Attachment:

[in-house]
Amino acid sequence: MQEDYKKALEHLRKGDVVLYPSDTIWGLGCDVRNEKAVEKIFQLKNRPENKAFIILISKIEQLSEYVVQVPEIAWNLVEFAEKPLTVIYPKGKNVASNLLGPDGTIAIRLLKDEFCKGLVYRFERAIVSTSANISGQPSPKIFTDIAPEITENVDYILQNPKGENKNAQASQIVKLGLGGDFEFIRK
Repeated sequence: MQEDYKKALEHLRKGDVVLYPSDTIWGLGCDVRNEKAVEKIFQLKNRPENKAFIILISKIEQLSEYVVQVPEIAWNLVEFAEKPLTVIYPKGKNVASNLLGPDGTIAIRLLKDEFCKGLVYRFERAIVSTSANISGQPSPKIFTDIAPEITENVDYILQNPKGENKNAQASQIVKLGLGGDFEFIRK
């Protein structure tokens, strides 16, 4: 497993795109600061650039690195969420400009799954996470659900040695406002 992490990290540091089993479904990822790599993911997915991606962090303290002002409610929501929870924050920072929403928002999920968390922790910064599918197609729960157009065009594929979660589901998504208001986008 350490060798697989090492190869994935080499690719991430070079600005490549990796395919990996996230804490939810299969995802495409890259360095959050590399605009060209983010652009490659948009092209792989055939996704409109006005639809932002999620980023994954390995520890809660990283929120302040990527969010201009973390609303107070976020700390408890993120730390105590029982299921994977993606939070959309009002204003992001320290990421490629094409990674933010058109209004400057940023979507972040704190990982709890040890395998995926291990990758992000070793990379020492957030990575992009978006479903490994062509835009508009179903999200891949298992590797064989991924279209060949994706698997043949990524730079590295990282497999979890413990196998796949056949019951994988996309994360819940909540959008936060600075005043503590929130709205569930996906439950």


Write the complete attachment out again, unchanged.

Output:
[in-house]
Amino acid sequence: MQEDYKKALEHLRKGDVVLYPSDTIWGLGCDVRNEKAVEKIFQLKNRPENKAFIILISKIEQLSEYVVQVPEIAWNLVEFAEKPLTVIYPKGKNVASNLLGPDGTIAIRLLKDEFCKGLVYRFERAIVSTSANISGQPSPKIFTDIAPEITENVDYILQNPKGENKNAQASQIVKLGLGGDFEFIRK
Repeated sequence: MQEDYKKALEHLRKGDVVLYPSDTIWGLGCDVRNEKAVEKIFQLKNRPENKAFIILISKIEQLSEYVVQVPEIAWNLVEFAEKPLTVIYPKGKNVASNLLGPDGTIAIRLLKDEFCKGLVYRFERAIVSTSANISGQPSPKIFTDIAPEITENVDYILQNPKGENKNAQASQIVKLGLGGDFEFIRK
């Protein structure tokens, strides 16, 4: 497993795109600061650039690195969420400009799954996470659900040695406002 992490990290540091089993479904990822790599993911997915991606962090303290002002409610929501929870924050920072929403928002999920968390922790910064599918197609729960157009065009594929979660589901998504208001986008 350490060798697989090492190869994935080499690719991430070079600005490549990796395919990996996230804490939810299969995802495409890259360095959050590399605009060209983010652009490659948009092209792989055939996704409109006005639809932002999620980023994954390995520890809660990283929120302040990527969010201009973390609303107070976020700390408890993120730390105590029982299921994977993606939070959309009002204003992001320290990421490629094409990674933010058109209004400057940023979507972040704190990982709890040890395998995926291990990758992000070793990379020492957030990575992009978006479903490994062509835009508009179903999200891949298992590797064989991924279209060949994706698997043949990524730079590295990282497999979890413990196998796949056949019951994988996309994360819940909540959008936060600075005043503590929130709205569930996906439950």